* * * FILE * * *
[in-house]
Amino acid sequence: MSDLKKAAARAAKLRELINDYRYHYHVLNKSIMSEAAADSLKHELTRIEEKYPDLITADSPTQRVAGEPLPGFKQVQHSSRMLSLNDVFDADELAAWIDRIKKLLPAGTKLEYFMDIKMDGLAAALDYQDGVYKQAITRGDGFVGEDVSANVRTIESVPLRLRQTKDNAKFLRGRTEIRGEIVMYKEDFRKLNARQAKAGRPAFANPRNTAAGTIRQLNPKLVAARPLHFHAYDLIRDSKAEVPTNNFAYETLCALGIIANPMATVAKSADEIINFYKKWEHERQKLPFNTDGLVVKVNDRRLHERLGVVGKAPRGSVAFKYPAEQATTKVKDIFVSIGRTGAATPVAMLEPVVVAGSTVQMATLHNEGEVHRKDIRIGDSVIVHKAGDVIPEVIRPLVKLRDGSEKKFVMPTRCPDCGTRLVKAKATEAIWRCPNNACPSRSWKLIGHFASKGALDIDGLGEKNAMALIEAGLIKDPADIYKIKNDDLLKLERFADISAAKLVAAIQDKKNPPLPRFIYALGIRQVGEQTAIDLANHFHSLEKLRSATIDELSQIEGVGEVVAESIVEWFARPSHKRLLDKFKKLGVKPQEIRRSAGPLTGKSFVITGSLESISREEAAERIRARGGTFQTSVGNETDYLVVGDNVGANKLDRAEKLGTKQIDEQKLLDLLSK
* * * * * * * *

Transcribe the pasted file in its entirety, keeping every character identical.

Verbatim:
[in-house]
Amino acid sequence: MSDLKKAAARAAKLRELINDYRYHYHVLNKSIMSEAAADSLKHELTRIEEKYPDLITADSPTQRVAGEPLPGFKQVQHSSRMLSLNDVFDADELAAWIDRIKKLLPAGTKLEYFMDIKMDGLAAALDYQDGVYKQAITRGDGFVGEDVSANVRTIESVPLRLRQTKDNAKFLRGRTEIRGEIVMYKEDFRKLNARQAKAGRPAFANPRNTAAGTIRQLNPKLVAARPLHFHAYDLIRDSKAEVPTNNFAYETLCALGIIANPMATVAKSADEIINFYKKWEHERQKLPFNTDGLVVKVNDRRLHERLGVVGKAPRGSVAFKYPAEQATTKVKDIFVSIGRTGAATPVAMLEPVVVAGSTVQMATLHNEGEVHRKDIRIGDSVIVHKAGDVIPEVIRPLVKLRDGSEKKFVMPTRCPDCGTRLVKAKATEAIWRCPNNACPSRSWKLIGHFASKGALDIDGLGEKNAMALIEAGLIKDPADIYKIKNDDLLKLERFADISAAKLVAAIQDKKNPPLPRFIYALGIRQVGEQTAIDLANHFHSLEKLRSATIDELSQIEGVGEVVAESIVEWFARPSHKRLLDKFKKLGVKPQEIRRSAGPLTGKSFVITGSLESISREEAAERIRARGGTFQTSVGNETDYLVVGDNVGANKLDRAEKLGTKQIDEQKLLDLLSK